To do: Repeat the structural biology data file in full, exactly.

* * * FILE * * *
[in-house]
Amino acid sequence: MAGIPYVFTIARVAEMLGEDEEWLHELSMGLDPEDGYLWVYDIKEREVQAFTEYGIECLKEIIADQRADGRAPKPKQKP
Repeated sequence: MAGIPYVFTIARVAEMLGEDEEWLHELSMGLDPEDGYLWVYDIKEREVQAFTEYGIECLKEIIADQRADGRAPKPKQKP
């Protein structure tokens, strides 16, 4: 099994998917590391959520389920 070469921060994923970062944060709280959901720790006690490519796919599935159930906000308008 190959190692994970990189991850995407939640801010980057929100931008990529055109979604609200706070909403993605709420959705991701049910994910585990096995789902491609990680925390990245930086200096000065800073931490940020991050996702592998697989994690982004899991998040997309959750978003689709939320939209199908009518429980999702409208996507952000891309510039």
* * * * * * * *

[in-house]
Amino acid sequence: MAGIPYVFTIARVAEMLGEDEEWLHELSMGLDPEDGYLWVYDIKEREVQAFTEYGIECLKEIIADQRADGRAPKPKQKP
Repeated sequence: MAGIPYVFTIARVAEMLGEDEEWLHELSMGLDPEDGYLWVYDIKEREVQAFTEYGIECLKEIIADQRADGRAPKPKQKP
């Protein structure tokens, strides 16, 4: 099994998917590391959520389920 070469921060994923970062944060709280959901720790006690490519796919599935159930906000308008 190959190692994970990189991850995407939640801010980057929100931008990529055109979604609200706070909403993605709420959705991701049910994910585990096995789902491609990680925390990245930086200096000065800073931490940020991050996702592998697989994690982004899991998040997309959750978003689709939320939209199908009518429980999702409208996507952000891309510039």